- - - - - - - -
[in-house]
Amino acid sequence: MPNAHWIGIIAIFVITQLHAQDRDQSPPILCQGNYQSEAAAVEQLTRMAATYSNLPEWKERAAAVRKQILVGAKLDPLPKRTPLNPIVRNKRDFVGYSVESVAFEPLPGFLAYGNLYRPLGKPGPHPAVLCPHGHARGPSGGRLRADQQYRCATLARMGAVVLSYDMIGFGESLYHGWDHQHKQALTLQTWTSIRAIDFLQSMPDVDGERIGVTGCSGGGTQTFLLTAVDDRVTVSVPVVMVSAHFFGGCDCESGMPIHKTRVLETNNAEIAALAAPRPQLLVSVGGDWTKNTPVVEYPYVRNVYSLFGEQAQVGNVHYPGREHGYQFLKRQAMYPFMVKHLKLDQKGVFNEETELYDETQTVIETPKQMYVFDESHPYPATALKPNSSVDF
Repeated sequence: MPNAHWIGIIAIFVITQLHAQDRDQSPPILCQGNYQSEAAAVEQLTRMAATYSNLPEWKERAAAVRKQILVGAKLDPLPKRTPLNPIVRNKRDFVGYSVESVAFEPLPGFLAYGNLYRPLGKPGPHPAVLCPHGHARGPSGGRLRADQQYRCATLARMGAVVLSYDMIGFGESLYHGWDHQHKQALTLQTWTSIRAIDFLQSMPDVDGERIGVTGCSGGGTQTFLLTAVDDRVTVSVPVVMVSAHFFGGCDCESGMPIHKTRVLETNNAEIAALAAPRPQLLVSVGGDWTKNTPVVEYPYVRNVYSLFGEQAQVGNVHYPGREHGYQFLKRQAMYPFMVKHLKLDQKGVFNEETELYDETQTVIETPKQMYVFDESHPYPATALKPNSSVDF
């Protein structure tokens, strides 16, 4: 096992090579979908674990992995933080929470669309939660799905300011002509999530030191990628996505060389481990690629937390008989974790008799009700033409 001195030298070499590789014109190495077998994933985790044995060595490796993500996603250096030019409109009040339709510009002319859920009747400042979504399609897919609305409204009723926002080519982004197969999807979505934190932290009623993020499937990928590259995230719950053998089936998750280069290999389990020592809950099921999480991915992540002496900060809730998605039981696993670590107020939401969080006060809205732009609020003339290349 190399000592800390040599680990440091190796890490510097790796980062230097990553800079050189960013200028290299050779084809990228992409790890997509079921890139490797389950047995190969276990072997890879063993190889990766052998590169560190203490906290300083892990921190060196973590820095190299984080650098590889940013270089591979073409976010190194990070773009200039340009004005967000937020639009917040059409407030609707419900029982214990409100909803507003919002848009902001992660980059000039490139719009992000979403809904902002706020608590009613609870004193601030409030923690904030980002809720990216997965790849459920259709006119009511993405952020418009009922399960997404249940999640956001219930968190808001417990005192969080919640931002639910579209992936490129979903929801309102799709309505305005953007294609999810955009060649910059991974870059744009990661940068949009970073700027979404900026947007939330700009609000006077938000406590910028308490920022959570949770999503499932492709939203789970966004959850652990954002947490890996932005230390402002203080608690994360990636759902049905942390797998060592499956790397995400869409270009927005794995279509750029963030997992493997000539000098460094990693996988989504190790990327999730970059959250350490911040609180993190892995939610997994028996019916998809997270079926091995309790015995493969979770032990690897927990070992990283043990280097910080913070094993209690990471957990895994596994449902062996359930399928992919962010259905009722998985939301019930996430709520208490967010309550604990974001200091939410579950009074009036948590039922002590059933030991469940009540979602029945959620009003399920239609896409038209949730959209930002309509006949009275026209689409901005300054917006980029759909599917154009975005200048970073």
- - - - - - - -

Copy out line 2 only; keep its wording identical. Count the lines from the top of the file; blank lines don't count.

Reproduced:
Amino acid sequence: MPNAHWIGIIAIFVITQLHAQDRDQSPPILCQGNYQSEAAAVEQLTRMAATYSNLPEWKERAAAVRKQILVGAKLDPLPKRTPLNPIVRNKRDFVGYSVESVAFEPLPGFLAYGNLYRPLGKPGPHPAVLCPHGHARGPSGGRLRADQQYRCATLARMGAVVLSYDMIGFGESLYHGWDHQHKQALTLQTWTSIRAIDFLQSMPDVDGERIGVTGCSGGGTQTFLLTAVDDRVTVSVPVVMVSAHFFGGCDCESGMPIHKTRVLETNNAEIAALAAPRPQLLVSVGGDWTKNTPVVEYPYVRNVYSLFGEQAQVGNVHYPGREHGYQFLKRQAMYPFMVKHLKLDQKGVFNEETELYDETQTVIETPKQMYVFDESHPYPATALKPNSSVDF